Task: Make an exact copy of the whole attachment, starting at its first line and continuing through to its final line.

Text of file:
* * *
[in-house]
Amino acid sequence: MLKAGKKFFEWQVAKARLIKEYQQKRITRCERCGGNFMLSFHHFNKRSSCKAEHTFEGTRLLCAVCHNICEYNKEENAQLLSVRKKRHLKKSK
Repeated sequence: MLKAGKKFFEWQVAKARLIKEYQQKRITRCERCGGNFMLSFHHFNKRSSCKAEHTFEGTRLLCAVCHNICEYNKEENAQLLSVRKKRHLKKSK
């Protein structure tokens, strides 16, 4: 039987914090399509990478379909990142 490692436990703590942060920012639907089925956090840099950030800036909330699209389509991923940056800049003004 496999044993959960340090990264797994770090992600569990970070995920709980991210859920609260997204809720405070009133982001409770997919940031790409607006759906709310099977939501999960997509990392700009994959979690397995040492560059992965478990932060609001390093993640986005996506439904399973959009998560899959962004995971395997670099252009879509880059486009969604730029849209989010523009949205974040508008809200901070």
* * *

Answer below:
[in-house]
Amino acid sequence: MLKAGKKFFEWQVAKARLIKEYQQKRITRCERCGGNFMLSFHHFNKRSSCKAEHTFEGTRLLCAVCHNICEYNKEENAQLLSVRKKRHLKKSK
Repeated sequence: MLKAGKKFFEWQVAKARLIKEYQQKRITRCERCGGNFMLSFHHFNKRSSCKAEHTFEGTRLLCAVCHNICEYNKEENAQLLSVRKKRHLKKSK
């Protein structure tokens, strides 16, 4: 039987914090399509990478379909990142 490692436990703590942060920012639907089925956090840099950030800036909330699209389509991923940056800049003004 496999044993959960340090990264797994770090992600569990970070995920709980991210859920609260997204809720405070009133982001409770997919940031790409607006759906709310099977939501999960997509990392700009994959979690397995040492560059992965478990932060609001390093993640986005996506439904399973959009998560899959962004995971395997670099252009879509880059486009969604730029849209989010523009949205974040508008809200901070």